Shafqat Hussain, 24, was scheduled to be hanged on Thursday, but a government official confirmed Wednesday night with a tweet that Hussain will not be hanged and that his case will be reviewed for another 72 hours.
"We are still unclear on what investigation can be done in 72 hours," said Shahab Siddiqui, Hussain's lawyer. "We will be coordinating with the government and are happy to provide any documentation they would need."
Hussain's case has triggered outrage from human rights campaigners, who complain he did not get a fair trial and had confessed to murder after being severely tortured by the police.
His family says Hussain, at the age of 14 was convicted of involuntary manslaughter for kidnapping and killing a child while he was employed as a security guard in 2004. Unable to afford legal counsel the state appointed him a defense lawyer, whom, according to human rights groups, failed to provide any evidence or claim that Hussain was a juvenile.
This meant Hussain was tried as an adult in an anti-terrorism court.
A social media campaign with the hashtag #SaveShafqat
trended in Pakistan and a small protest was held in the capital to raise awareness about his case.
Shafqat was calm when he thought he was going to be executed, Manzoor Hussain, his brother told CNN. "He had said that if I don't get justice in this world, I will get it in my afterlife."
"I can't tell you what kind of night my family has had. I close my eyes and I want to forget. I can't express the agony we have gone through, waiting and not knowing."
Execution postponed for second time
Hussain was initially due to be hanged on January 19, but under international pressure, Pakistan's Interior Minister Chaudhry Nisar called for a stay order.
Addressing parliament, the minister called for an investigation into the young man's age.
Two months later, another death warrant was issued for Hussain, with an execution date set for March 19.
Since then Hussain's lawyers handed in a plea of clemency to the president's office with documentation that the inmate was a minor at the time of his arrest.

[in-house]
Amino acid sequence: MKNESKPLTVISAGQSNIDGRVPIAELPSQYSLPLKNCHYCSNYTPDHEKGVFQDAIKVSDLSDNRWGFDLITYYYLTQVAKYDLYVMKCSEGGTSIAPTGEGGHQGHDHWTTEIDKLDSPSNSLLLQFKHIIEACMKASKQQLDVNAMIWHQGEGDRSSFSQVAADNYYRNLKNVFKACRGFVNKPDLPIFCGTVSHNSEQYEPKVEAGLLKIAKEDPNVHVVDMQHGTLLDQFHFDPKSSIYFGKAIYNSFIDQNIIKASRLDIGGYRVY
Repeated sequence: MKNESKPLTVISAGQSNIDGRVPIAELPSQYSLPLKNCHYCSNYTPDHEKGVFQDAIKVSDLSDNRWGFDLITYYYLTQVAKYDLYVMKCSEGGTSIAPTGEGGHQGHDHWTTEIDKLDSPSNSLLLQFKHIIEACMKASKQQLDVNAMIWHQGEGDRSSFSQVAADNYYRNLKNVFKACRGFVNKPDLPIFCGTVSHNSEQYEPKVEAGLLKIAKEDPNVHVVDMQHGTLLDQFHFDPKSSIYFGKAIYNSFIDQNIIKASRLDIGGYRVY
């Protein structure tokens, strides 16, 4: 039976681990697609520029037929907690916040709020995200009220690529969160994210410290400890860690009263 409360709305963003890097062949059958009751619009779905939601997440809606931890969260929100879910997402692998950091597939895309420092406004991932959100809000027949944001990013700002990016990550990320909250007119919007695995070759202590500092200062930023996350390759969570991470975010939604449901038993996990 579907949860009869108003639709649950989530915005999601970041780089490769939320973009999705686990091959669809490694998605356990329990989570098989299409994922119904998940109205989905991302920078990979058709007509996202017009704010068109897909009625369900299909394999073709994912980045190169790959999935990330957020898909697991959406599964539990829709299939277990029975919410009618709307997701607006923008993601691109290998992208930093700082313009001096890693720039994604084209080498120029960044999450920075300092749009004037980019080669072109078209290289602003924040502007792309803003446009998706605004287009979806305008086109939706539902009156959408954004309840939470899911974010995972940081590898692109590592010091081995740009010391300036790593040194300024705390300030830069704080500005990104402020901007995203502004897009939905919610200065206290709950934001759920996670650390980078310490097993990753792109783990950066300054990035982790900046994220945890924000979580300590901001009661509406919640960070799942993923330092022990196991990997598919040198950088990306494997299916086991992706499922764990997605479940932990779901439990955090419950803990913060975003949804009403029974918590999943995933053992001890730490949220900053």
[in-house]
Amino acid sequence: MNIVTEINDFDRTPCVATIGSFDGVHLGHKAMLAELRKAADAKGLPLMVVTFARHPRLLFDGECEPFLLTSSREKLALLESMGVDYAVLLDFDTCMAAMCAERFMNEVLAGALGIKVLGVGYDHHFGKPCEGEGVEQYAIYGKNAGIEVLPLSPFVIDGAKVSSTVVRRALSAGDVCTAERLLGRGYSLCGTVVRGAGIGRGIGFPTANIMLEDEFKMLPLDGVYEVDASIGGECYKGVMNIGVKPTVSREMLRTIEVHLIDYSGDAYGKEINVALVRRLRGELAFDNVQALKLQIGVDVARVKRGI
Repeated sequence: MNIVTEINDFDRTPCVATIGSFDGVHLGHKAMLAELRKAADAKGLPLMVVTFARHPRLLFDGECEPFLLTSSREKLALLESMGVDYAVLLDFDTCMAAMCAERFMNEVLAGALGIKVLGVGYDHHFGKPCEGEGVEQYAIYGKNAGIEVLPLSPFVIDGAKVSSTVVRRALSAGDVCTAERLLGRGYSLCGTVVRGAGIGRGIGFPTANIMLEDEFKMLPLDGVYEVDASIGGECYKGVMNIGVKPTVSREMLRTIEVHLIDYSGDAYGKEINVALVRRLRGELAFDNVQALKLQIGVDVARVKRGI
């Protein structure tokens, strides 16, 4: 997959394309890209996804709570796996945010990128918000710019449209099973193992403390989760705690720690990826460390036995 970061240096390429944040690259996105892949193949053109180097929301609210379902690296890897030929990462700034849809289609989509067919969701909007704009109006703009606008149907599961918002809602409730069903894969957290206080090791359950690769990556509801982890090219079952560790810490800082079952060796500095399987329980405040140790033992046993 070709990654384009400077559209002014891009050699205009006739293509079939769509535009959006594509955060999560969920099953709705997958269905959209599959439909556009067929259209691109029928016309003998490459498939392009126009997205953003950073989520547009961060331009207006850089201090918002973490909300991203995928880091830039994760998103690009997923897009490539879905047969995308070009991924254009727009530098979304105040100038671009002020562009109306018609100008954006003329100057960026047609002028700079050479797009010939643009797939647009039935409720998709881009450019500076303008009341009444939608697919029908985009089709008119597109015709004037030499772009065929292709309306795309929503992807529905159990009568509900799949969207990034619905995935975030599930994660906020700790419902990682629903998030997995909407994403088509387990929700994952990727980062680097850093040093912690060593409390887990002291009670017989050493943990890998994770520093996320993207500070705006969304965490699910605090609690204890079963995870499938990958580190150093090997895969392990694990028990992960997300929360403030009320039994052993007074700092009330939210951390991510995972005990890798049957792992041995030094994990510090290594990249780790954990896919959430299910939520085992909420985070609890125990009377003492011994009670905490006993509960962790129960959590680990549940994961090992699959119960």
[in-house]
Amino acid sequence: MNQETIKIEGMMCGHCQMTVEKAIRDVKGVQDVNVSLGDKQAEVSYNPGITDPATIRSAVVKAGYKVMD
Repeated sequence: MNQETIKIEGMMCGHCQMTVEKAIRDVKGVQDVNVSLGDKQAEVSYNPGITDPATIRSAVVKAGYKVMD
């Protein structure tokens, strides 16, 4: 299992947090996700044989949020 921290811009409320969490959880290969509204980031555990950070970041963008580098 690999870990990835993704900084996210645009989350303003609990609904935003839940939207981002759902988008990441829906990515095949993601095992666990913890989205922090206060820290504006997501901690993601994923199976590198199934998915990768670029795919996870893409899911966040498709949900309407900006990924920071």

Attention to his case comes in the wake of an announcement by Pakistan that it would lift its moratorium on the death penalty for all cases -- not just for those tried in anti-terrorism courts.
Death penalty reinstated
Pakistan lifted the death penalty moratorium for terrorism cases following the attack on an Army Public School in Peshawar, which left at least 145 teachers and students dead. It was the deadliest act of terror in the country's history.
The decision to lift the moratorium on all cases affects more than 8,000 prisoners currently on death row, the largest number in the world.
The lifting of the moratorium has caused an uproar of criticism by human rights groups in Pakistan and abroad.
"It's like responding to a blood bath by indulging in blood lust themselves," Zohra Yusuf, the chairperson of the Human Rights Commission of Pakistan told CNN. "Executions on this scale tend to brutalize society."
Earlier this week the European Union released a statement on its website calling Pakistan to "reinstitute the moratorium and to respect fully all its international obligations, in particular the principle of fair trial."
The statement also said that Pakistan is a party to an international covenant "that specifically prohibits the use of the death sentence for crimes committed by persons below eighteen years of age."